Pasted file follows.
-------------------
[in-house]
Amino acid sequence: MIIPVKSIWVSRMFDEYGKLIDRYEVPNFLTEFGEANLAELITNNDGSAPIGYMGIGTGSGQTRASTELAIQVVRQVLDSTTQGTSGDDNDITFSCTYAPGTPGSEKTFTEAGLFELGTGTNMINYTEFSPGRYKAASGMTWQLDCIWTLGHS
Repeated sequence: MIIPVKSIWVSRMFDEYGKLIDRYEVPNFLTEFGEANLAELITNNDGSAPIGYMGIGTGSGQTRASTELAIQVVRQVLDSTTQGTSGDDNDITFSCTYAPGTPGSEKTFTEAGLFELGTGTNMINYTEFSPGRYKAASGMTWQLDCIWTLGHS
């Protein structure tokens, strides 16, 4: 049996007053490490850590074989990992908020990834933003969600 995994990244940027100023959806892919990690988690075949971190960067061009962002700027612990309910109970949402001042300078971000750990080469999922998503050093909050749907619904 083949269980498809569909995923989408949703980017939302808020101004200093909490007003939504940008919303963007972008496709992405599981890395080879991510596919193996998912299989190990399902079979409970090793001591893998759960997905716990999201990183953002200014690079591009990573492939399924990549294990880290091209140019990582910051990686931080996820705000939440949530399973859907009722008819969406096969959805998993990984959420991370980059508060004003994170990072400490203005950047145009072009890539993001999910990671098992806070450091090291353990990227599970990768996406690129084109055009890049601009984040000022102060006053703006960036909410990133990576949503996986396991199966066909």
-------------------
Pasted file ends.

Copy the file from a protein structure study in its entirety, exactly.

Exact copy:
[in-house]
Amino acid sequence: MIIPVKSIWVSRMFDEYGKLIDRYEVPNFLTEFGEANLAELITNNDGSAPIGYMGIGTGSGQTRASTELAIQVVRQVLDSTTQGTSGDDNDITFSCTYAPGTPGSEKTFTEAGLFELGTGTNMINYTEFSPGRYKAASGMTWQLDCIWTLGHS
Repeated sequence: MIIPVKSIWVSRMFDEYGKLIDRYEVPNFLTEFGEANLAELITNNDGSAPIGYMGIGTGSGQTRASTELAIQVVRQVLDSTTQGTSGDDNDITFSCTYAPGTPGSEKTFTEAGLFELGTGTNMINYTEFSPGRYKAASGMTWQLDCIWTLGHS
């Protein structure tokens, strides 16, 4: 049996007053490490850590074989990992908020990834933003969600 995994990244940027100023959806892919990690988690075949971190960067061009962002700027612990309910109970949402001042300078971000750990080469999922998503050093909050749907619904 083949269980498809569909995923989408949703980017939302808020101004200093909490007003939504940008919303963007972008496709992405599981890395080879991510596919193996998912299989190990399902079979409970090793001591893998759960997905716990999201990183953002200014690079591009990573492939399924990549294990880290091209140019990582910051990686931080996820705000939440949530399973859907009722008819969406096969959805998993990984959420991370980059508060004003994170990072400490203005950047145009072009890539993001999910990671098992806070450091090291353990990227599970990768996406690129084109055009890049601009984040000022102060006053703006960036909410990133990576949503996986396991199966066909």